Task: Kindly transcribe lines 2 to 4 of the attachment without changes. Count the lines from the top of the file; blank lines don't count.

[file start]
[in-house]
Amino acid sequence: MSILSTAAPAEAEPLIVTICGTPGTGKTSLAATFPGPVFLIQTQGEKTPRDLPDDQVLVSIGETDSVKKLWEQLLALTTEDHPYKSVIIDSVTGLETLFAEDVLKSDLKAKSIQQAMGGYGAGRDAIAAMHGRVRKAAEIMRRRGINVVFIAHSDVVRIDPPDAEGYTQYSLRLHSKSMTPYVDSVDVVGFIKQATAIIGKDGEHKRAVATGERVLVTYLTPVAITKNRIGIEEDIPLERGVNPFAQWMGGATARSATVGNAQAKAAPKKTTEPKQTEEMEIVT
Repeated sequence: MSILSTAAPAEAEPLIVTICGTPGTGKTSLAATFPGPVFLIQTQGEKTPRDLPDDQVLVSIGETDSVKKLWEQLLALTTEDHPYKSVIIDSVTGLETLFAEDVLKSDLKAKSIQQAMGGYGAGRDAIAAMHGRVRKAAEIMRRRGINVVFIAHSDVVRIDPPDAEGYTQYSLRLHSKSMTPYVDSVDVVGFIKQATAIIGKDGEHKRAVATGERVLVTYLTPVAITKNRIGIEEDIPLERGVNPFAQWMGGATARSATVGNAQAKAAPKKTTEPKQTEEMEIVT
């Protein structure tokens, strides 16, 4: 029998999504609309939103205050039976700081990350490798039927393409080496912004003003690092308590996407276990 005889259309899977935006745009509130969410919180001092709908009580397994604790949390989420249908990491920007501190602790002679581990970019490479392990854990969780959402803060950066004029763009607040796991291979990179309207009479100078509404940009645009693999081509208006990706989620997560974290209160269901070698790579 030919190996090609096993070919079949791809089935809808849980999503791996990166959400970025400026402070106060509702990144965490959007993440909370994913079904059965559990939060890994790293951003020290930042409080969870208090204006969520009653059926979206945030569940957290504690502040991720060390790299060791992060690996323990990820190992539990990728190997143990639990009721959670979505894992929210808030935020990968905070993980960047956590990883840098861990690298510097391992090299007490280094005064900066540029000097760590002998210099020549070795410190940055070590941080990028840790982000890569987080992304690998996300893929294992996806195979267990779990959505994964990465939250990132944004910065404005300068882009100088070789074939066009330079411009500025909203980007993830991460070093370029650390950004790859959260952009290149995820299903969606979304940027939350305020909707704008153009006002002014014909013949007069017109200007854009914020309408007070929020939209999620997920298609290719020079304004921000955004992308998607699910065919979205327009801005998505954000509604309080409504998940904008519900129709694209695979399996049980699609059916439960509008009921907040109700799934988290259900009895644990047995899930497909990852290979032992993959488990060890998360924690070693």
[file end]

Amino acid sequence: MSILSTAAPAEAEPLIVTICGTPGTGKTSLAATFPGPVFLIQTQGEKTPRDLPDDQVLVSIGETDSVKKLWEQLLALTTEDHPYKSVIIDSVTGLETLFAEDVLKSDLKAKSIQQAMGGYGAGRDAIAAMHGRVRKAAEIMRRRGINVVFIAHSDVVRIDPPDAEGYTQYSLRLHSKSMTPYVDSVDVVGFIKQATAIIGKDGEHKRAVATGERVLVTYLTPVAITKNRIGIEEDIPLERGVNPFAQWMGGATARSATVGNAQAKAAPKKTTEPKQTEEMEIVT
Repeated sequence: MSILSTAAPAEAEPLIVTICGTPGTGKTSLAATFPGPVFLIQTQGEKTPRDLPDDQVLVSIGETDSVKKLWEQLLALTTEDHPYKSVIIDSVTGLETLFAEDVLKSDLKAKSIQQAMGGYGAGRDAIAAMHGRVRKAAEIMRRRGINVVFIAHSDVVRIDPPDAEGYTQYSLRLHSKSMTPYVDSVDVVGFIKQATAIIGKDGEHKRAVATGERVLVTYLTPVAITKNRIGIEEDIPLERGVNPFAQWMGGATARSATVGNAQAKAAPKKTTEPKQTEEMEIVT
């Protein structure tokens, strides 16, 4: 029998999504609309939103205050039976700081990350490798039927393409080496912004003003690092308590996407276990 005889259309899977935006745009509130969410919180001092709908009580397994604790949390989420249908990491920007501190602790002679581990970019490479392990854990969780959402803060950066004029763009607040796991291979990179309207009479100078509404940009645009693999081509208006990706989620997560974290209160269901070698790579 030919190996090609096993070919079949791809089935809808849980999503791996990166959400970025400026402070106060509702990144965490959007993440909370994913079904059965559990939060890994790293951003020290930042409080969870208090204006969520009653059926979206945030569940957290504690502040991720060390790299060791992060690996323990990820190992539990990728190997143990639990009721959670979505894992929210808030935020990968905070993980960047956590990883840098861990690298510097391992090299007490280094005064900066540029000097760590002998210099020549070795410190940055070590941080990028840790982000890569987080992304690998996300893929294992996806195979267990779990959505994964990465939250990132944004910065404005300068882009100088070789074939066009330079411009500025909203980007993830991460070093370029650390950004790859959260952009290149995820299903969606979304940027939350305020909707704008153009006002002014014909013949007069017109200007854009914020309408007070929020939209999620997920298609290719020079304004921000955004992308998607699910065919979205327009801005998505954000509604309080409504998940904008519900129709694209695979399996049980699609059916439960509008009921907040109700799934988290259900009895644990047995899930497909990852290979032992993959488990060890998360924690070693």